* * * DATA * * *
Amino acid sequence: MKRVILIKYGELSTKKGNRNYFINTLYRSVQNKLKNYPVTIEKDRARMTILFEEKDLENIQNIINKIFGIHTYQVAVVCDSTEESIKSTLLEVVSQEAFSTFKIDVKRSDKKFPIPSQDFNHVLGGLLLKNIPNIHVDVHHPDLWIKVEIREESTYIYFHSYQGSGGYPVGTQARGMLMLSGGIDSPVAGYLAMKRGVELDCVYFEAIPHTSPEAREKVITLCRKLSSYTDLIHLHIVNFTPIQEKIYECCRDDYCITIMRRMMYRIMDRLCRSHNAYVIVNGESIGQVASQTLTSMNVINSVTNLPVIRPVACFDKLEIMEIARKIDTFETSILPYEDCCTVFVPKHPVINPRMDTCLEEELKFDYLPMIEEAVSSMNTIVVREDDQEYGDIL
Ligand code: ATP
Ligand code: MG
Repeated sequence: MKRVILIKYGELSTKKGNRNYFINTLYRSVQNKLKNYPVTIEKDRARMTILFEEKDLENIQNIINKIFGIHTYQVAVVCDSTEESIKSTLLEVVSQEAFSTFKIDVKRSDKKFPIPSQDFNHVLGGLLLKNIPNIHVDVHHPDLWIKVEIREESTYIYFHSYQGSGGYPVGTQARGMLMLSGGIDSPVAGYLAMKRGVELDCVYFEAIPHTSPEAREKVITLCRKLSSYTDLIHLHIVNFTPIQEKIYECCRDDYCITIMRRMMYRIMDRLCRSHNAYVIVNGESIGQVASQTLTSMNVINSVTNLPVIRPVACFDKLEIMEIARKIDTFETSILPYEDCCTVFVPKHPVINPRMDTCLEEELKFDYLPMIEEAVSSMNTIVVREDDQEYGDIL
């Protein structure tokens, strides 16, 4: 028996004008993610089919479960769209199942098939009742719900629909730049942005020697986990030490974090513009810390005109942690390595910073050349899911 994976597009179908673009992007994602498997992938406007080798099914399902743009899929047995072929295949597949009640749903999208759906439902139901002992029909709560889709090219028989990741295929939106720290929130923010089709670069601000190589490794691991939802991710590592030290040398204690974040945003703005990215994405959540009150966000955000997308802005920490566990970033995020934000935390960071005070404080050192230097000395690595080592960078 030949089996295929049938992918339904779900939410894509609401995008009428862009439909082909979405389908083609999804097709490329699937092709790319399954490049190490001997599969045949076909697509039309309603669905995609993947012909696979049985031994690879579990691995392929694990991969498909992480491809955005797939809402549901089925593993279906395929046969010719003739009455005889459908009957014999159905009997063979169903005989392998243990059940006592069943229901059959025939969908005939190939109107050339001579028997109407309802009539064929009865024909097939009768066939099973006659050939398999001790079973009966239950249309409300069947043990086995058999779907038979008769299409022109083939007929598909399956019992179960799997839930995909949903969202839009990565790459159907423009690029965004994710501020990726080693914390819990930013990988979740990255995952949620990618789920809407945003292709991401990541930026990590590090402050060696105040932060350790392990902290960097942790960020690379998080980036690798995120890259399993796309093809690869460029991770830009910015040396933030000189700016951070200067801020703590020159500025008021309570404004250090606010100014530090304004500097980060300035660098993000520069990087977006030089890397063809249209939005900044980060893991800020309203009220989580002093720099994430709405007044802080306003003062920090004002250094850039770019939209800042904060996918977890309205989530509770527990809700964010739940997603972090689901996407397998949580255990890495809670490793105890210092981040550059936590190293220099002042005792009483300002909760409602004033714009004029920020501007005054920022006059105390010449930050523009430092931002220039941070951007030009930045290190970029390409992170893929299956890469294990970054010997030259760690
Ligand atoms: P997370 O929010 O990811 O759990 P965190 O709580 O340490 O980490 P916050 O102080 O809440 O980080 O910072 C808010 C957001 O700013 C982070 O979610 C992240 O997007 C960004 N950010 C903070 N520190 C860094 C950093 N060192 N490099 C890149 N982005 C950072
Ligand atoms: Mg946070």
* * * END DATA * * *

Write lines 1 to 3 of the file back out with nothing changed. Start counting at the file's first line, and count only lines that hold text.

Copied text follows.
Amino acid sequence: MKRVILIKYGELSTKKGNRNYFINTLYRSVQNKLKNYPVTIEKDRARMTILFEEKDLENIQNIINKIFGIHTYQVAVVCDSTEESIKSTLLEVVSQEAFSTFKIDVKRSDKKFPIPSQDFNHVLGGLLLKNIPNIHVDVHHPDLWIKVEIREESTYIYFHSYQGSGGYPVGTQARGMLMLSGGIDSPVAGYLAMKRGVELDCVYFEAIPHTSPEAREKVITLCRKLSSYTDLIHLHIVNFTPIQEKIYECCRDDYCITIMRRMMYRIMDRLCRSHNAYVIVNGESIGQVASQTLTSMNVINSVTNLPVIRPVACFDKLEIMEIARKIDTFETSILPYEDCCTVFVPKHPVINPRMDTCLEEELKFDYLPMIEEAVSSMNTIVVREDDQEYGDIL
Ligand code: ATP
Ligand code: MG